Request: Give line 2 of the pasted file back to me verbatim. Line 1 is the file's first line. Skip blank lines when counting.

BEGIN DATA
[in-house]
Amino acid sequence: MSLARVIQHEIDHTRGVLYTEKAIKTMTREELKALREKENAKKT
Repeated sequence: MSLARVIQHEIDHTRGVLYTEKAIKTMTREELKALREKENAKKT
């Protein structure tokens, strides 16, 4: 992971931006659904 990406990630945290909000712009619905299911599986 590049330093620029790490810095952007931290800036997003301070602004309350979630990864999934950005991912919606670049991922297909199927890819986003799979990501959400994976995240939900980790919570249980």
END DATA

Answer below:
Amino acid sequence: MSLARVIQHEIDHTRGVLYTEKAIKTMTREELKALREKENAKKT